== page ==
House Democrats are flexing their new investigative power by launching a range of inquiries and investigations surrounding President Donald Trump. Though Special Counsel Robert Mueller may be nearing a final report, these congressional probes signal that scrutiny of Trump’s business ties, policies and presidential campaign is far from over.
To sort out the complex threads, here’s a list of 10 major issues House Democrats are eyeing:
Former Trump attorney Michael Cohen told the House Oversight Committee last week, that Trump funded a $130,000 payment to silence Stephanie Clifford, also known by her adult film name “Stormy Daniels,” about her alleged affair with Trump. Those payments, coming shortly before the election, could constitute an undisclosed and therefore illegal campaign donation on Trump’s part. Democrats on the House Intelligence, Oversight and Financial Services Committees have pledged to investigate further.
The House Intelligence Committee has reopened and expanded the committee’s investigation into Russian interference in the 2016 election and possible collusion with the Trump campaign. (The probe was started in 2017 and formally ended last year after its then-Republican leadership concluded there was no collusion between Russia and the Trump campaign). They plan to speak with Felix Sater this week. Reminder: He’s the Russian-born business partner with mafia ties who was involved in the plan to build a Trump Tower in Moscow. The panel also spoke to Michael Cohen behind closed doors last week.
This investigation across multiple committees is focused on the Trump administration’s “zero tolerance” policy and the separation of children from their families at the border last year. The Oversight Committee just subpoenaed Homeland Security Secretary Kirstjen Nielsen, Attorney General William Barr, and Health and Human Services Secretary Alex Azar.
Obstruction of justice
On Monday, the House Judiciary Committee, chaired by Rep. Jerry Nadler, D-N.Y., began investigating Trump’s possible obstruction of justice into the Mueller probe — including the firing of FBI director James Comey in May 2017 — by asking for documents from more than 80 Trump-related officials and entities, including the president’s oldest son, Donald Trump Jr.
Following a report that Trump ordered the approval of security clearances for his son-in-law Jared Kushner despite opposition from intelligence officials, House Oversight and Reform Committee Chairman Elijah Cummings, D-Md., is asking the White House for documents and has launched an investigation about clearance procedures overall.
The 35-day government shutdown that ended last month — the longest in history — has prompted several hearings, including a planned Oversight Committee hearing on how the shutdown affected on the Coast Guard, and a House Natural Resources Committee hearing on Indian Country and damage to public lands, as well as investigations into delayed back pay for government employees and contractors.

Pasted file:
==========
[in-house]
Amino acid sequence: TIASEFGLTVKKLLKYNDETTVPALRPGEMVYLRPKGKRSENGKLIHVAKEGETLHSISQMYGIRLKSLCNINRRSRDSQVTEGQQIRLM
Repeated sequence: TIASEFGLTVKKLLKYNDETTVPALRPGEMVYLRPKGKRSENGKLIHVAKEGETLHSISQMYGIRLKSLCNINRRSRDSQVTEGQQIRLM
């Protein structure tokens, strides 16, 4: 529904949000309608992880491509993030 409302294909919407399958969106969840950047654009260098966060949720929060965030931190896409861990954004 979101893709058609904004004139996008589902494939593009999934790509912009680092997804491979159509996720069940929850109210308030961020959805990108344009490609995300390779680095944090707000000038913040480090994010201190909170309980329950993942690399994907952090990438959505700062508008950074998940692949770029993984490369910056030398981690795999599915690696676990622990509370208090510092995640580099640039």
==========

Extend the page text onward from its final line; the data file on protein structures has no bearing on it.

House Ways and Means Chairman Richard Neal, D-Mass., announced after November’s election that his committee would seek access to Trump’s tax returns under an obscure, rarely invoked statute. Neal held a hearing last month examining the legal options to obtain the files. This could get locked in a court battle between Congress and the president.
The broad inquiry into the president’s business, the Trump Organization, includes an investigation by the House Oversight Committee into the Trump International Hotel in Washington, D.C., and whether revenue from foreign governments at the property violates the Constitution’s emoluments clause. The House Financial Services Committee, meanwhile, is looking into possible money laundering or mismanagement of charitable funds. Chairwoman Maxine Waters, D-Calif., is working with Deutsche Bank, one of the banks that loaned the Trump Organization money.
A number of senior Trump administration officials have resigned amid scrutiny over their ethics, including former EPA administrator Scott Pruitt, Health and Human Services Secretary Tom Price and Interior Secretary Ryan Zinke. The House Oversight Committee is still conducting inquiries into the spending and travel of a number of administration officials, including the president’s expenses at his Mar-a-Lago property in Palm Beach, Florida.
The Trump administration’s attempt to add a citizenship question to the 2020 census has come under scrutiny in the courts and in Congress. The House Oversight Committee will speak to Commerce Secretary Wilbur Ross next week as part of its probe.